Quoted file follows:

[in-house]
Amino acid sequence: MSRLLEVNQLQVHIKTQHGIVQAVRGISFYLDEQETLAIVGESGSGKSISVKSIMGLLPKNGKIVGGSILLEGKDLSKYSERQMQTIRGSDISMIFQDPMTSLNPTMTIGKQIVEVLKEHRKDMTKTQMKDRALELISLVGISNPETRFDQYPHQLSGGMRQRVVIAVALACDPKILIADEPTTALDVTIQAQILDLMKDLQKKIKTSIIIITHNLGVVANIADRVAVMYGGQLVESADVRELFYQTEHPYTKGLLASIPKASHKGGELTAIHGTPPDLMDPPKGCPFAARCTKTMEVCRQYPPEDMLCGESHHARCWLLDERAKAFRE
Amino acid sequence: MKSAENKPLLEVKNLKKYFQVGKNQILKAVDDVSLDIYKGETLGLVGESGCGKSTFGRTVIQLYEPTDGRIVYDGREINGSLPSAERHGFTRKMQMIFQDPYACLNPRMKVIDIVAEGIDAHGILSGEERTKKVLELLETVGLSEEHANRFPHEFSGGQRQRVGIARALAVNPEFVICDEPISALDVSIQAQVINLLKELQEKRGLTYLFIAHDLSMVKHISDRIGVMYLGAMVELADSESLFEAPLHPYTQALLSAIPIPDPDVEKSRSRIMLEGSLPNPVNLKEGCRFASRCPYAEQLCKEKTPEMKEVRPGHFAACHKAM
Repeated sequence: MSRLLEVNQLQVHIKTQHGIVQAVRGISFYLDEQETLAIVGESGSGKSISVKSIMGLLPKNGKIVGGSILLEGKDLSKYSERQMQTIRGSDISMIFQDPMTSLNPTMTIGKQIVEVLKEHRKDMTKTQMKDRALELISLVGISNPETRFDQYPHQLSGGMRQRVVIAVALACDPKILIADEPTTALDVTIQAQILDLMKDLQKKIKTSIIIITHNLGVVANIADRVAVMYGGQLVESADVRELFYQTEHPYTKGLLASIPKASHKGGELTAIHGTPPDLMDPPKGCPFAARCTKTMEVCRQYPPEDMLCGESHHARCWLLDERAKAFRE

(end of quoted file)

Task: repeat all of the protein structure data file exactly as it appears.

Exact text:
[in-house]
Amino acid sequence: MSRLLEVNQLQVHIKTQHGIVQAVRGISFYLDEQETLAIVGESGSGKSISVKSIMGLLPKNGKIVGGSILLEGKDLSKYSERQMQTIRGSDISMIFQDPMTSLNPTMTIGKQIVEVLKEHRKDMTKTQMKDRALELISLVGISNPETRFDQYPHQLSGGMRQRVVIAVALACDPKILIADEPTTALDVTIQAQILDLMKDLQKKIKTSIIIITHNLGVVANIADRVAVMYGGQLVESADVRELFYQTEHPYTKGLLASIPKASHKGGELTAIHGTPPDLMDPPKGCPFAARCTKTMEVCRQYPPEDMLCGESHHARCWLLDERAKAFRE
Amino acid sequence: MKSAENKPLLEVKNLKKYFQVGKNQILKAVDDVSLDIYKGETLGLVGESGCGKSTFGRTVIQLYEPTDGRIVYDGREINGSLPSAERHGFTRKMQMIFQDPYACLNPRMKVIDIVAEGIDAHGILSGEERTKKVLELLETVGLSEEHANRFPHEFSGGQRQRVGIARALAVNPEFVICDEPISALDVSIQAQVINLLKELQEKRGLTYLFIAHDLSMVKHISDRIGVMYLGAMVELADSESLFEAPLHPYTQALLSAIPIPDPDVEKSRSRIMLEGSLPNPVNLKEGCRFASRCPYAEQLCKEKTPEMKEVRPGHFAACHKAM
Repeated sequence: MSRLLEVNQLQVHIKTQHGIVQAVRGISFYLDEQETLAIVGESGSGKSISVKSIMGLLPKNGKIVGGSILLEGKDLSKYSERQMQTIRGSDISMIFQDPMTSLNPTMTIGKQIVEVLKEHRKDMTKTQMKDRALELISLVGISNPETRFDQYPHQLSGGMRQRVVIAVALACDPKILIADEPTTALDVTIQAQILDLMKDLQKKIKTSIIIITHNLGVVANIADRVAVMYGGQLVESADVRELFYQTEHPYTKGLLASIPKASHKGGELTAIHGTPPDLMDPPKGCPFAARCTKTMEVCRQYPPEDMLCGESHHARCWLLDERAKAFRE